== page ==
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US dollar edges up ahead of Trump's trade speech


THE US dollar was stronger against the yen and Swiss franc on Tuesday as traders grew optimistic ahead of a speech by US President Donald Trump, in which he is expected to delay a tariff decision on European carmakers by six months.

Mr Trump's speech to the Economic Club of New York is expected to be market-moving as he is scheduled to discuss US trade policy. Currency traders will be listening for hints about the Trump administration's long-running trade war with China, and any progress towards the "phase one" trade deal.

"The market has obviously been quite wary about whether a phase one deal is on or not - a lot of hopes are being placed on this speech one way or another," said Jane Foley, senior forex strategist at Rabobank.

"We just don't know which way he's going to go," she said, as Mr Trump can be "very impulsive" and therefore difficult to predict.

"I suspect that he will provide just enough encouragement to indicate that there is reason to be hopeful, without probably saying that it's a done deal," Ms Foley said.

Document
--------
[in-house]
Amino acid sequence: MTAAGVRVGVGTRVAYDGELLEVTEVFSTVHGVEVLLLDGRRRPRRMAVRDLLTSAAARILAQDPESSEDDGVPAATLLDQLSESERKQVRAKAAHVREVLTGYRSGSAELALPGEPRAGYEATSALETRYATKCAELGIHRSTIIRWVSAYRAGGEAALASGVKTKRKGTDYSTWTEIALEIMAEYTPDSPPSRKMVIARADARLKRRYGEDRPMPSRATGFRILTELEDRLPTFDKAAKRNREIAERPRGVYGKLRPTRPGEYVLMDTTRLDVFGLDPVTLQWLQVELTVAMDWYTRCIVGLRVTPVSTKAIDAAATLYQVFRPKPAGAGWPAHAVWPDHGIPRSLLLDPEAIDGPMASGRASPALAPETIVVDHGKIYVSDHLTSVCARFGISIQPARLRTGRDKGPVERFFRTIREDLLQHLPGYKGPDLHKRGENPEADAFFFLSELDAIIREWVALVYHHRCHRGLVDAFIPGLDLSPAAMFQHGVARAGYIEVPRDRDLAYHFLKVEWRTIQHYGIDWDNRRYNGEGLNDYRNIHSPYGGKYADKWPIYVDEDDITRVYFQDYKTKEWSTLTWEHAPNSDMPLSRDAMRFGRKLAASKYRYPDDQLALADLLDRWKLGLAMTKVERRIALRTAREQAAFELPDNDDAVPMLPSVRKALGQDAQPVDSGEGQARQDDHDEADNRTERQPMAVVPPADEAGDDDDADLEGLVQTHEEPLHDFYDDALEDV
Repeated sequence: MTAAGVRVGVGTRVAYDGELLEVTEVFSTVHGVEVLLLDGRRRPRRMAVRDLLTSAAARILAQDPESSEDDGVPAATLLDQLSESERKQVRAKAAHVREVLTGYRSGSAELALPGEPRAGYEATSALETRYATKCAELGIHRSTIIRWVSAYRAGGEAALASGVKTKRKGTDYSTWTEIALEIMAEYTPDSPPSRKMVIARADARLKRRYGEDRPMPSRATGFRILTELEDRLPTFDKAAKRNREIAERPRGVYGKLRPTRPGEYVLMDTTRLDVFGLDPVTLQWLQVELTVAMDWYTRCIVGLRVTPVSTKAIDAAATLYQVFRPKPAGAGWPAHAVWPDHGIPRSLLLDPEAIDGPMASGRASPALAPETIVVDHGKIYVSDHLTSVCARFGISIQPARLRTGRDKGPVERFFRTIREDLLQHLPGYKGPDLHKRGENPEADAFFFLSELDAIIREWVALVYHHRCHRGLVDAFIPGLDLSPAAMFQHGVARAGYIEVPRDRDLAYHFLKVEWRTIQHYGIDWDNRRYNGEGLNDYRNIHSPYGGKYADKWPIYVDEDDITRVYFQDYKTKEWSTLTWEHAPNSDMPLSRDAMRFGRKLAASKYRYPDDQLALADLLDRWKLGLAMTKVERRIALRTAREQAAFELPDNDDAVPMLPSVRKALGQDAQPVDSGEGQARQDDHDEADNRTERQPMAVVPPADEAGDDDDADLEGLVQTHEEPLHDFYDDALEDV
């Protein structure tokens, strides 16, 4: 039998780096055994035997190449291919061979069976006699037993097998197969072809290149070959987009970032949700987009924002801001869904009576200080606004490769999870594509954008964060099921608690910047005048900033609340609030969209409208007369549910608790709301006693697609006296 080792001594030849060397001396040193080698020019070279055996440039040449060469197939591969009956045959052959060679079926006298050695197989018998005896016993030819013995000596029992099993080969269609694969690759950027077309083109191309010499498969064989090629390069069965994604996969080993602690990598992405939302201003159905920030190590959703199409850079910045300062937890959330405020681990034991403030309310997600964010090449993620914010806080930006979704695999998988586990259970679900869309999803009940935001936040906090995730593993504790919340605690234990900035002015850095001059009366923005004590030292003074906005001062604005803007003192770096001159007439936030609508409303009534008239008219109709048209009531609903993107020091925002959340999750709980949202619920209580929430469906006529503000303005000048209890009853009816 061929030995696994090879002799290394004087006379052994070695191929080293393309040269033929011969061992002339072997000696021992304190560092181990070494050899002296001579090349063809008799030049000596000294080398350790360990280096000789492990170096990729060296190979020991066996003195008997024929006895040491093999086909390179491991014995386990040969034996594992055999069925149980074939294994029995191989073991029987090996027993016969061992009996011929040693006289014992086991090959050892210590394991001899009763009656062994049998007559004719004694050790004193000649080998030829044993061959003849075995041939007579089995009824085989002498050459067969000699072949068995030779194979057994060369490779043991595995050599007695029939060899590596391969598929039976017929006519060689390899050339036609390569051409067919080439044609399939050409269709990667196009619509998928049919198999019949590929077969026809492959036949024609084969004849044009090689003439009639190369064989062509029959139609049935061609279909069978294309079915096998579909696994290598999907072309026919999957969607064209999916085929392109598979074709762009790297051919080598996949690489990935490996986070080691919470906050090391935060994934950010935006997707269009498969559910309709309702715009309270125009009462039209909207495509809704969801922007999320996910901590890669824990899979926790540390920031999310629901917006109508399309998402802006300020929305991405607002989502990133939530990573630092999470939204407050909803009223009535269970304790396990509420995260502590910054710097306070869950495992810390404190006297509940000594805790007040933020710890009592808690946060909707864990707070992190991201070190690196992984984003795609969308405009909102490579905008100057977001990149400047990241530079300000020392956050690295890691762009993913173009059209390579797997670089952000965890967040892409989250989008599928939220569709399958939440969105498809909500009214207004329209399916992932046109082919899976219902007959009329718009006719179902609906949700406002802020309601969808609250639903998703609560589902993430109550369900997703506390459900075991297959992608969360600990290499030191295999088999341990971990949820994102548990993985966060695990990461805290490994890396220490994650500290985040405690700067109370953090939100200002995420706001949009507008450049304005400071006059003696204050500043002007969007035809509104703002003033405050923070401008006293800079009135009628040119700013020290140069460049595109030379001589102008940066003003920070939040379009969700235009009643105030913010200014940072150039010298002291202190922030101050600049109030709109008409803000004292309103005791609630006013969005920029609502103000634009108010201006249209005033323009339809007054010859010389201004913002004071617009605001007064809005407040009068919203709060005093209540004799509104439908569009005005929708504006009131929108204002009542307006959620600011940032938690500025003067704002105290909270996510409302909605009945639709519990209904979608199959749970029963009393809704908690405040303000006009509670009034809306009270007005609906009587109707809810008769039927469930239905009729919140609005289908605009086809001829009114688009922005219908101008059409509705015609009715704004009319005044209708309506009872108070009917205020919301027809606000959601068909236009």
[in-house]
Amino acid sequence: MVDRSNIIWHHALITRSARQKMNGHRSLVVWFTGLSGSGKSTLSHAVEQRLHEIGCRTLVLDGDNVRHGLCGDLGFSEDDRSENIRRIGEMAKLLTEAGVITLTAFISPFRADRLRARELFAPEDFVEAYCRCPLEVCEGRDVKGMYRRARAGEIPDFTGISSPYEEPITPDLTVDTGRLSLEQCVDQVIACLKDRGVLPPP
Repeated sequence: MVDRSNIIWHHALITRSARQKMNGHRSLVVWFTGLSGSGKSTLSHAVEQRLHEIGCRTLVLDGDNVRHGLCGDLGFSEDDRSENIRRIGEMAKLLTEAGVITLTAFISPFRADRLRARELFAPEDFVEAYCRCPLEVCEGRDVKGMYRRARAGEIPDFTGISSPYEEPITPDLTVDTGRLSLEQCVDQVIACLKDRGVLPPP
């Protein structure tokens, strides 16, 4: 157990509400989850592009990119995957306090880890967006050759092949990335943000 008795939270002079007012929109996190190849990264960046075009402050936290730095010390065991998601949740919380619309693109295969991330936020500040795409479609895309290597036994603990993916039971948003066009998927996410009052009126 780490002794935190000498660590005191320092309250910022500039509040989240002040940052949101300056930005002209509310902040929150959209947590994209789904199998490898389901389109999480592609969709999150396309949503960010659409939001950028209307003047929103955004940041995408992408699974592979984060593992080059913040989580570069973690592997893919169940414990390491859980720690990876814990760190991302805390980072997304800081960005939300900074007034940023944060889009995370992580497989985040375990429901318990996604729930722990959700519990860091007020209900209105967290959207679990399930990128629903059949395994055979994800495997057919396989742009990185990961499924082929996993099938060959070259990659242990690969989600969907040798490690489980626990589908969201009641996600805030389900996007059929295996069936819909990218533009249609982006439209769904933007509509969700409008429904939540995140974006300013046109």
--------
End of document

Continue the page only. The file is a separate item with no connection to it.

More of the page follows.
Versus a basket of currencies, the global US dollar index rose 0.2 per cent.

The US dollar strengthened against safe haven currencies: it was up 0.1 per cent against both the Japanese yen and 0.3 per cent versus Swiss franc in early London trading.

Adam Cole, chief currency strategist at RBC Capital Markets said the expectation that the review of tariffs on European automakers will be postponed by six months was behind the risk-on move and is now priced in by markets.

The euro hit four-week lows against the US dollar, down as much as 0.2 per cent at US$1.10110.

The New Zealand dollar was down 0.5 per cent at 0.6334 versus the US dollar, barely recovered from the low of US$0.6323 it reached last week after a central bank survey showed the country's near-term inflation expectations dropped, increasing traders' expectations of a rate cut this week.

The offshore Chinese yuan was flat against the US dollar at around seven, a threshold it crossed for the first time in August. The yuan weakened on political unrest in Hong Kong, as well as because of weak economic data in mainland China.

In Hong Kong, riot police fired tear gas at a university campus on Tuesday, a day after a protester was shot and a man set on fire in some of the most dramatic unrest to rock the Chinese-ruled city in more than five months.

The Chinese foreign ministry said that stopping the violence is the most important thing and that the United States, Britain and other countries should not interfere. REUTERS

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